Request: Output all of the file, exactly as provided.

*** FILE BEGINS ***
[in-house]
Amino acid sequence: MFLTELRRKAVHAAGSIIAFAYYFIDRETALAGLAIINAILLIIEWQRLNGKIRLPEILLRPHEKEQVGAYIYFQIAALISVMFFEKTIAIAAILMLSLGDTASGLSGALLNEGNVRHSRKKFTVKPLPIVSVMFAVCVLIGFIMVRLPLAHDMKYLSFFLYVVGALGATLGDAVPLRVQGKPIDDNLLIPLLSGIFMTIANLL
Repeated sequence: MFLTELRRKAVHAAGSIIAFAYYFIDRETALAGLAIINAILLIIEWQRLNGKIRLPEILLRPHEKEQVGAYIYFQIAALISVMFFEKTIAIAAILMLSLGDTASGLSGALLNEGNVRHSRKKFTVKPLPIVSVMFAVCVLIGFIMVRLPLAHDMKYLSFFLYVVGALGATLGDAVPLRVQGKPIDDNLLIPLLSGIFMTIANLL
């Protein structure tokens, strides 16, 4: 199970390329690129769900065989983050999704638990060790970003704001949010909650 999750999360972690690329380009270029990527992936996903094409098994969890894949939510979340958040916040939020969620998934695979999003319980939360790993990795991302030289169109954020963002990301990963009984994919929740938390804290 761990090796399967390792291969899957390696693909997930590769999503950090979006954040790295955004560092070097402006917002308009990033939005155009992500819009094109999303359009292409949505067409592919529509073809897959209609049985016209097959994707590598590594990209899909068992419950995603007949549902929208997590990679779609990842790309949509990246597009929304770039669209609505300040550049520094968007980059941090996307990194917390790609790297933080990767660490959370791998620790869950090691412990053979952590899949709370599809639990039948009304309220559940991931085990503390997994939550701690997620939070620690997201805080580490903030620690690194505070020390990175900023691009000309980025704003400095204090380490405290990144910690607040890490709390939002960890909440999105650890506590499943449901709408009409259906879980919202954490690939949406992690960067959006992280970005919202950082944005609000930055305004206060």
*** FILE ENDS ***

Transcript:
[in-house]
Amino acid sequence: MFLTELRRKAVHAAGSIIAFAYYFIDRETALAGLAIINAILLIIEWQRLNGKIRLPEILLRPHEKEQVGAYIYFQIAALISVMFFEKTIAIAAILMLSLGDTASGLSGALLNEGNVRHSRKKFTVKPLPIVSVMFAVCVLIGFIMVRLPLAHDMKYLSFFLYVVGALGATLGDAVPLRVQGKPIDDNLLIPLLSGIFMTIANLL
Repeated sequence: MFLTELRRKAVHAAGSIIAFAYYFIDRETALAGLAIINAILLIIEWQRLNGKIRLPEILLRPHEKEQVGAYIYFQIAALISVMFFEKTIAIAAILMLSLGDTASGLSGALLNEGNVRHSRKKFTVKPLPIVSVMFAVCVLIGFIMVRLPLAHDMKYLSFFLYVVGALGATLGDAVPLRVQGKPIDDNLLIPLLSGIFMTIANLL
């Protein structure tokens, strides 16, 4: 199970390329690129769900065989983050999704638990060790970003704001949010909650 999750999360972690690329380009270029990527992936996903094409098994969890894949939510979340958040916040939020969620998934695979999003319980939360790993990795991302030289169109954020963002990301990963009984994919929740938390804290 761990090796399967390792291969899957390696693909997930590769999503950090979006954040790295955004560092070097402006917002308009990033939005155009992500819009094109999303359009292409949505067409592919529509073809897959209609049985016209097959994707590598590594990209899909068992419950995603007949549902929208997590990679779609990842790309949509990246597009929304770039669209609505300040550049520094968007980059941090996307990194917390790609790297933080990767660490959370791998620790869950090691412990053979952590899949709370599809639990039948009304309220559940991931085990503390997994939550701690997620939070620690997201805080580490903030620690690194505070020390990175900023691009000309980025704003400095204090380490405290990144910690607040890490709390939002960890909440999105650890506590499943449901709408009409259906879980919202954490690939949406992690960067959006992280970005919202950082944005609000930055305004206060």